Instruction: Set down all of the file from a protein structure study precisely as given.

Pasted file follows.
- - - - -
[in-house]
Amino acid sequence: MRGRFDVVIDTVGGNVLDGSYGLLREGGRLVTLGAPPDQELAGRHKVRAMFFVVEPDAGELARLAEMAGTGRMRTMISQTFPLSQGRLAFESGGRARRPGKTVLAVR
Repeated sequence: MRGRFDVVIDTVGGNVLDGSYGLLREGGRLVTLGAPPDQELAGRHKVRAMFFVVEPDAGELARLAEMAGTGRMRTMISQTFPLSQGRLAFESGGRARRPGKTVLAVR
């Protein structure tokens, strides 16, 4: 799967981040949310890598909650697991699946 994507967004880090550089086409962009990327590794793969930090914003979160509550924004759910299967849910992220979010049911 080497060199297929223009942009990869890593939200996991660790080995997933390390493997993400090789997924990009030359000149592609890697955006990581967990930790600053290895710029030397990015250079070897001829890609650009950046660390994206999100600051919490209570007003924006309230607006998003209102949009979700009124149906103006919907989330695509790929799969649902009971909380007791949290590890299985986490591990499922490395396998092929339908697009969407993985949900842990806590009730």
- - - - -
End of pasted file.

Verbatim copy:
[in-house]
Amino acid sequence: MRGRFDVVIDTVGGNVLDGSYGLLREGGRLVTLGAPPDQELAGRHKVRAMFFVVEPDAGELARLAEMAGTGRMRTMISQTFPLSQGRLAFESGGRARRPGKTVLAVR
Repeated sequence: MRGRFDVVIDTVGGNVLDGSYGLLREGGRLVTLGAPPDQELAGRHKVRAMFFVVEPDAGELARLAEMAGTGRMRTMISQTFPLSQGRLAFESGGRARRPGKTVLAVR
């Protein structure tokens, strides 16, 4: 799967981040949310890598909650697991699946 994507967004880090550089086409962009990327590794793969930090914003979160509550924004759910299967849910992220979010049911 080497060199297929223009942009990869890593939200996991660790080995997933390390493997993400090789997924990009030359000149592609890697955006990581967990930790600053290895710029030397990015250079070897001829890609650009950046660390994206999100600051919490209570007003924006309230607006998003209102949009979700009124149906103006919907989330695509790929799969649902009971909380007791949290590890299985986490591990499922490395396998092929339908697009969407993985949900842990806590009730």